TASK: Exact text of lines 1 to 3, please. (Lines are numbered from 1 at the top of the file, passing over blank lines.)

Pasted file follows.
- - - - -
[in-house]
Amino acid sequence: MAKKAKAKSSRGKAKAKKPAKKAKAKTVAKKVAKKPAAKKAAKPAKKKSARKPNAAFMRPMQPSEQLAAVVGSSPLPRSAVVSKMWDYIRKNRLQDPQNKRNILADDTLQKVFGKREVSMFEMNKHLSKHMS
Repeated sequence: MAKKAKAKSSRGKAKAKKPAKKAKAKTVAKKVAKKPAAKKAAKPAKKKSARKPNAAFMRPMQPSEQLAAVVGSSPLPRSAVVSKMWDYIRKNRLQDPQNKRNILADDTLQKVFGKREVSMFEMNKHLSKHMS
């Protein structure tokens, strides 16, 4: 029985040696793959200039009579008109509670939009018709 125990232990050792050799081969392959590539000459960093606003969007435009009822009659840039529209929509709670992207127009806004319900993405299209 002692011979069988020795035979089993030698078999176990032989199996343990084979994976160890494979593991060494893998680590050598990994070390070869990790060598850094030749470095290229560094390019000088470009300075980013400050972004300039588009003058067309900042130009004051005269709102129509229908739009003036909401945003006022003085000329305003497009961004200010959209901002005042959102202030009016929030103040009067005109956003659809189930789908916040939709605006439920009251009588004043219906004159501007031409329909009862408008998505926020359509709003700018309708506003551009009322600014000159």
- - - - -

[in-house]
Amino acid sequence: MAKKAKAKSSRGKAKAKKPAKKAKAKTVAKKVAKKPAAKKAAKPAKKKSARKPNAAFMRPMQPSEQLAAVVGSSPLPRSAVVSKMWDYIRKNRLQDPQNKRNILADDTLQKVFGKREVSMFEMNKHLSKHMS
Repeated sequence: MAKKAKAKSSRGKAKAKKPAKKAKAKTVAKKVAKKPAAKKAAKPAKKKSARKPNAAFMRPMQPSEQLAAVVGSSPLPRSAVVSKMWDYIRKNRLQDPQNKRNILADDTLQKVFGKREVSMFEMNKHLSKHMS